Their working relationship goes way back. They both had offices on the second floor at 206 Kentucky St. in McKinney. Campaign finance records show Mowery donated nearly $16,000 to Paxton’s campaigns.
Last May, Paxton was disciplined by the Texas State Securities Board after he admitted to the board that he solicited clients for a friend’s investment firm without being registered with the state as the law requires.
According to the disciplinary order, Paxton acted as an “investment advisor” when he solicited clients on behalf of Mowery Capital Management, or MCM.
“Respondent was compensated by MCM for each solicitation resulting in a client relationship with MCM,” the order said. “Specifically, MCM agreed to pay Respondent 30 percent of asset management fees collected by MCM from each client that Respondent solicited successfully.”
Several clients have said they were not aware of the fee-sharing arrangement.
Paxton paid a $1,000 fine and called it an administrative error.
But that situation ultimately sparked the criminal investigation that led to the appointment of the special prosecutors, the involvement of the Texas Rangers and now the indictments.
Anthony Holm, Paxton’s spokesman, has repeatedly said the attorney general has done nothing wrong. Holm also has accused the special prosecutors of being biased and unfair, and engaging in a political witch hunt.
“The securities board was very clear this was no crime,” he told WFAA on Tuesday. “It was resolved last spring. It was a civil event. It was a $1,000 fine and we are only here because of liberal activists.”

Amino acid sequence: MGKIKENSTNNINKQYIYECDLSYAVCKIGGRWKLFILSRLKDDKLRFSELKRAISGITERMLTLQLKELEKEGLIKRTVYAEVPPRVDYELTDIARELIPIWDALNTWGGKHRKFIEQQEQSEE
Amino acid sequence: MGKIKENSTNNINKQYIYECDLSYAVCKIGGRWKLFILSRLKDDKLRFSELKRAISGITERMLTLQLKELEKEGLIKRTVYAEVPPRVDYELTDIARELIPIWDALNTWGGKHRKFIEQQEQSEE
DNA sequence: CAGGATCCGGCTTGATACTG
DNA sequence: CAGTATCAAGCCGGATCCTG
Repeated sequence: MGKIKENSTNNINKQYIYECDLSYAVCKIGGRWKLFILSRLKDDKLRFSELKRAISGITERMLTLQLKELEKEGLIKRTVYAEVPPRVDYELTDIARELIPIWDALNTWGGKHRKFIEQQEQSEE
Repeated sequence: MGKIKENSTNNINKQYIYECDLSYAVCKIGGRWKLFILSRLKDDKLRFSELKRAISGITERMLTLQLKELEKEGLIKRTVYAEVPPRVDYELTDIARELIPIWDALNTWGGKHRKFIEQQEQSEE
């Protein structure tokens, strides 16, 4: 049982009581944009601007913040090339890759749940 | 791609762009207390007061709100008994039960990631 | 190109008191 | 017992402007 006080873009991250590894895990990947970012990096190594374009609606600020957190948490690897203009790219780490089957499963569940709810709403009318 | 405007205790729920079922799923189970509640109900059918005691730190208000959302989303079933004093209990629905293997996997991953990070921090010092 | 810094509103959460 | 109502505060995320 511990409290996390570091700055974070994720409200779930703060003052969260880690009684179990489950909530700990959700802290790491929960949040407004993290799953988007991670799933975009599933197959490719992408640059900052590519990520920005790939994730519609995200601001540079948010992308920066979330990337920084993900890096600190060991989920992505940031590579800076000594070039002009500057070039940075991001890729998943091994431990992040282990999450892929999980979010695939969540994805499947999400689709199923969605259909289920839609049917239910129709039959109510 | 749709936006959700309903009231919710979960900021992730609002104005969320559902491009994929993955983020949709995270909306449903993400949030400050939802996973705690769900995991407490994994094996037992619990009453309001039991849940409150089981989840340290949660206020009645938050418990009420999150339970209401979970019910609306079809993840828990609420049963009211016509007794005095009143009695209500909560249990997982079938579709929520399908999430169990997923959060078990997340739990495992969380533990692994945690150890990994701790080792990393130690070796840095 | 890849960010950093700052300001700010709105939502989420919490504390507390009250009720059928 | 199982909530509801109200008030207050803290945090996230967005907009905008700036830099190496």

Despite the criminal investigation, Republican state Rep. Matt Krause said Paxton’s Tea Party base still supports him.
“I think people are now quick to say, ‘Hey let’s see where this goes before we get too upset or enraged about it, and see what the facts really are, because maybe there’s nothing to it and we don’t want to dishonor or disown one of our own,’ ” Krause said.
You and I would be sitting on the bench collecting no money and wondering how to feed our families in this situation. This Fuckhead gets to keep working and have a chance to influence the investigation.
It never ceases to amaze me how so called upper management have taken care of themselves……..
“Buffalo Soldier” is a reggae song written by Bob Marley and Noel G. “King Sporty” Williams from Marley’s final recording sessions in 1980. It did not appear on record until the 1983 posthumous release of Confrontation, when it became one of Marley’s best-known songs. The title and lyrics refer to the black U.S. cavalry regiments, known as “Buffalo Soldiers“, that fought in the Indian Wars after 1866. Marley likened their fight to a fight for survival, and recasts it as a symbol of black resistance
The song’s bridge, with the lyrics woe! yoe! yo!, is similar to the chorus of the Banana Splits‘ “The Tra-La-La Song“, the 1968 theme from their TV show, written by Mark Barkan and Ritchie Adams. There has never been any litigation connected to the similarity.